#3: Pre-Foreclosure

After receiving a  Notice of Default (NOD) from the lender, the debtor enters a grace period also known as pre-foreclosure. During this time period (from 30 to 120 days, based on local regulations) the borrower may work out an arrangement with the lender with a short sale or payment of the amount owed.

If the borrower takes care of the default during this period, foreclosure ends. The borrower will avoid home eviction and the sale. If the default isn’t paid off and the foreclosure will continue.

#4: Foreclosures Auction

If the default isn’t remedied by the deadline, the lending company sets a date for the property to be sold at a foreclosure auction. The Notice of Trustee’s Sale (NTS) is documented with the County Recorder’s Office. They also send notifications to the borrower and post on the property and publish in the newspaper. Auctions can be held on the county courthouse, in the trustee’s office, at a convention center, and even at the property’s address.

At the auction, the house is sold to the highest bidder for cash. As the pool of potential buyers who are able to afford and pay cash for a house is limited, many lenders make a contract with the borrower to take the property back.

#5: Post-foreclosure

If a third party will not purchase the property or home at the foreclosure auction, the lender company takes ownership of it. It is what is known as a bank-owned property.

Bank repossessed properties are sold in two ways. Frequently, they are listed and sold by a local real estate agent. The MLS system and Zillow.com lists bank-owned properties. Some lenders prefer to list them themselves, also known as Real Estate Owned (REO). These are called a bank-owned liquidation auction and are frequent so they can get rid of them as soon as possible.

local Foreclosures & Short Sales Houses

Short Sales vs. Foreclosures

In conclusion, having neither foreclosures & short sales on their hands is very good. They are not an easy way to avoid paying your house debt. It is the worst case for a seller who would like to get rid of their house mortgage and start fresh.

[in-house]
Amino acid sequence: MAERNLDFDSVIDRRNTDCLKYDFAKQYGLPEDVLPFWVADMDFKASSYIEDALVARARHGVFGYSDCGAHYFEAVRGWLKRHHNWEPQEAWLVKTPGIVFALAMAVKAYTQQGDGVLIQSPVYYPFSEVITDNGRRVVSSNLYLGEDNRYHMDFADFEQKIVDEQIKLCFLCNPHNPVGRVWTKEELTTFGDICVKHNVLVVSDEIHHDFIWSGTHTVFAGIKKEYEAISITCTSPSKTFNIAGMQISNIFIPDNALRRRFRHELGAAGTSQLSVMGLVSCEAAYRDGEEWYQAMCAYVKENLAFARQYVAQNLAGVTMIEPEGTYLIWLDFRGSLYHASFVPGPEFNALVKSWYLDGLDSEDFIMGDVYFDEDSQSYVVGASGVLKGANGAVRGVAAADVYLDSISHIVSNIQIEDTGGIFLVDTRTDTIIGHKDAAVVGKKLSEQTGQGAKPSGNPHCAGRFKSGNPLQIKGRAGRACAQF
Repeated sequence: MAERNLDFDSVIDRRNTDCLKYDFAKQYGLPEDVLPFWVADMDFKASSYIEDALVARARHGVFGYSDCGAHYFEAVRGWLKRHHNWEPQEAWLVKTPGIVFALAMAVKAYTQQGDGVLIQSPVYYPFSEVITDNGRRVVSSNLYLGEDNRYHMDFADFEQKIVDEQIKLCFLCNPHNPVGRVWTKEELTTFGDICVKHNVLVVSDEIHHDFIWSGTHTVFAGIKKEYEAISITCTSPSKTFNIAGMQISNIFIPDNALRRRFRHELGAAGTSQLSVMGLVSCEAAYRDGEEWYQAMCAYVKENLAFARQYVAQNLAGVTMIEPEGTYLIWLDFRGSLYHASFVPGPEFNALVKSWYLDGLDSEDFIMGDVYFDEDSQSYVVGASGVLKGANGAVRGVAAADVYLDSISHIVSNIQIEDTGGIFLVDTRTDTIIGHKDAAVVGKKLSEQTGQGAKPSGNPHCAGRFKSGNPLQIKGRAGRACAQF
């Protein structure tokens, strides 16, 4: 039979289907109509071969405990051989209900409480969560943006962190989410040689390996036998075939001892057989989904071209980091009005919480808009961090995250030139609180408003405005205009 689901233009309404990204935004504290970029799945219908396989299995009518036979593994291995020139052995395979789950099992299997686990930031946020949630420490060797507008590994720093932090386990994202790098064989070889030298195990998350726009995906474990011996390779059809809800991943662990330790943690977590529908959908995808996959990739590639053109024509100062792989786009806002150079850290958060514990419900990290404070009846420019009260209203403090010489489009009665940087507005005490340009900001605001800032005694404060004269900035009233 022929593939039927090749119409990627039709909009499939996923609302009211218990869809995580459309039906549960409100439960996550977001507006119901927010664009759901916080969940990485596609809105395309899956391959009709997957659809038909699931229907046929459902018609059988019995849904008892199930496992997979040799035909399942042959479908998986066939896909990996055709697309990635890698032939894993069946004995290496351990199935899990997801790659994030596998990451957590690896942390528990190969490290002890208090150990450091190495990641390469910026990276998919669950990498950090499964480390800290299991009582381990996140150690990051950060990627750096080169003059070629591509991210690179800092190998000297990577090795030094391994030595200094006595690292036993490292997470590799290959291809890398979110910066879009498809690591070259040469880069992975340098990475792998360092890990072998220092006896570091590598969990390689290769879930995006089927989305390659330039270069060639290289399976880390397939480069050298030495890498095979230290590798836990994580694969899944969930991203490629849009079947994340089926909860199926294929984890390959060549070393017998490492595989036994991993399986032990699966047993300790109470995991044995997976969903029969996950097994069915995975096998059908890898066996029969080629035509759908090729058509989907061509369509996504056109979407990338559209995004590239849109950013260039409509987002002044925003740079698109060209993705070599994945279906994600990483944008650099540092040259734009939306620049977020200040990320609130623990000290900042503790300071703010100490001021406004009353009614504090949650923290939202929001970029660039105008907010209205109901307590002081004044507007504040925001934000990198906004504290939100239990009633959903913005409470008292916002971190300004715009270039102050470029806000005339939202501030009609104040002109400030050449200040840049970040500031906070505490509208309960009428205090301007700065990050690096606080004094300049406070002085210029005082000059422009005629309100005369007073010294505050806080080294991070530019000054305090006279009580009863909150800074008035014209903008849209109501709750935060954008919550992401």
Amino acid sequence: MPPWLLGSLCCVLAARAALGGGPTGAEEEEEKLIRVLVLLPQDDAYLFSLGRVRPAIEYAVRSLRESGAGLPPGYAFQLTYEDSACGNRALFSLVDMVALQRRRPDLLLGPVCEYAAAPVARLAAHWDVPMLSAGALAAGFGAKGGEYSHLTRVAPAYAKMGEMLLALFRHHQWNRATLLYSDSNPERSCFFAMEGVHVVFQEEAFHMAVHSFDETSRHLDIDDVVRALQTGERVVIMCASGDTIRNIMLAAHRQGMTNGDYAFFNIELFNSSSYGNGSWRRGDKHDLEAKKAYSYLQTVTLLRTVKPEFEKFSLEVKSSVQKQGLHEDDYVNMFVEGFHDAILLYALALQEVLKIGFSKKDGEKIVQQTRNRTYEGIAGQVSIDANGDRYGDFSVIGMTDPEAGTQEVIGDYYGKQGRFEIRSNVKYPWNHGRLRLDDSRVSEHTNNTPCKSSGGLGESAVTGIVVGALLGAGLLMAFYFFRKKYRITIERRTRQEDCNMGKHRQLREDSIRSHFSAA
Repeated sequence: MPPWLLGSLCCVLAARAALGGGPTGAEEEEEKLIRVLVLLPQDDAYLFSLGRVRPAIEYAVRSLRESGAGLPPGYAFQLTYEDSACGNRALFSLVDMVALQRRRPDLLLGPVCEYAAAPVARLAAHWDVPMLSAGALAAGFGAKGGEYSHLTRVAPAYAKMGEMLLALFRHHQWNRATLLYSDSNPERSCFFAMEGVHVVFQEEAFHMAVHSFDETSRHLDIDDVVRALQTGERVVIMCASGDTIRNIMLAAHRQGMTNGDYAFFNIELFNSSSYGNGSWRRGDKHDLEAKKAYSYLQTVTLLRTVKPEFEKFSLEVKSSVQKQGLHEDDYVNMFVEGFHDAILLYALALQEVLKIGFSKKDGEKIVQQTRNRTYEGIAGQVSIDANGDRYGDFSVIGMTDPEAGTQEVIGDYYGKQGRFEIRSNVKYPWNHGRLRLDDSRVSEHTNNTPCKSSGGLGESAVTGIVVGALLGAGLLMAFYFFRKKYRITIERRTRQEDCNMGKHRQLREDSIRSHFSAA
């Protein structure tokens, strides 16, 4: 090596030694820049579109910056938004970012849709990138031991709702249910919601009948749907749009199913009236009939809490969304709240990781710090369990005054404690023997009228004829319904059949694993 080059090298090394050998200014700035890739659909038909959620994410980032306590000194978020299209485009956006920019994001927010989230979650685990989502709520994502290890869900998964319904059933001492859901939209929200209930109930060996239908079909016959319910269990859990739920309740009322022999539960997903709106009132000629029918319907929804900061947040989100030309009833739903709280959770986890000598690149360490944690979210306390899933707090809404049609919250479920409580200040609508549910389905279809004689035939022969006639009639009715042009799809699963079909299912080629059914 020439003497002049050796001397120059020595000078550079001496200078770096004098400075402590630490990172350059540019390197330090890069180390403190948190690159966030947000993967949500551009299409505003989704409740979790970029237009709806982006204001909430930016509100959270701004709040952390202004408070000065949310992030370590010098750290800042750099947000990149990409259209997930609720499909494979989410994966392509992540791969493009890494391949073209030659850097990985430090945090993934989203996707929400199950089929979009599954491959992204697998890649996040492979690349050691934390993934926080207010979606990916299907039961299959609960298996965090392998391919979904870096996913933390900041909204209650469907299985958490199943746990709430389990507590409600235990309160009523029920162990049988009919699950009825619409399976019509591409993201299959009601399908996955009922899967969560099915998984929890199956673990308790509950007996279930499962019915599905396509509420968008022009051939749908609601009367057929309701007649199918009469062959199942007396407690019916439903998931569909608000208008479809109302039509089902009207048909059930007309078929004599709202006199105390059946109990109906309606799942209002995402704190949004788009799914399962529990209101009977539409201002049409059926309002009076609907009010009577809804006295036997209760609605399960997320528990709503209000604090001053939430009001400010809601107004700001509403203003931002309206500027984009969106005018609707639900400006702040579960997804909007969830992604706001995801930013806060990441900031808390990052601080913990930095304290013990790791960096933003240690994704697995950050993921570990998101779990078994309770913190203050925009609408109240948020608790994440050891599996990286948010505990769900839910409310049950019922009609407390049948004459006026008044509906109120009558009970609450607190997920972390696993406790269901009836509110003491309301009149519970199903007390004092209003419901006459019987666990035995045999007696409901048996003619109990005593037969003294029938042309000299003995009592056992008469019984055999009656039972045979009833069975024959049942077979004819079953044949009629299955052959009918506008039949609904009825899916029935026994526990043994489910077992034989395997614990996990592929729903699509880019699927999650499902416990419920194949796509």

Short Sale

If a short sale has to take place, the home should be worth far less than the total amount the homeowners owe. They must be behind on payments to the mortgage and believe that they cannot catch up. Potential buyers will deal with sellers / real estate agent during the short sale process. Each of the details around the short sale process must be reviewed and approved by the lending company. Short sales cannot happen unless the lender checks off on the sale. Everything would depend on the lending company. The process can be lengthy and unpredictable even if the homeowner agrees to sell to a potential buyer and their terms.

Foreclosure Report

Foreclosure

In a foreclosure situation, the bank or lender takes ownership after the buyer is unable to make payments. This method is initiated by the lender. The bank will force the sale of the home in order to recover the original loan amount. If the homeowners are living in the house, they will be evicted during the foreclosure process. The loan provider will then attempt to sell the house either an auction or through a real estate broker. The foreclosure process normally takes less time compared to a short sale. Most lenders need to liquidate the home as quickly as possible.

Which Is Better Between Foreclosures & Short Sales?

For homeowners, a short sale is typically better than a foreclosure because of two reasons. First, a short sale can be voluntary while a foreclosure is forced. Second, after a foreclosure or short sale, many people are required to wait seven years before obtaining another home mortgage. Most lenders would prefer a short sale to foreclosure because it enables them to recoup a majority of the initial loan. This can be done without a long and costly legal process. Generally, in most cases, homeowners and lenders will pursue a foreclosure after an effort to sell the property through a short sale process.

For more details or questions about foreclosures & short sales reach out to one of our agents. Contact us below or call (850) 792-4464. If you would like to search for foreclosures & short sales in your area click here.

 

Tallahassee, FL, USA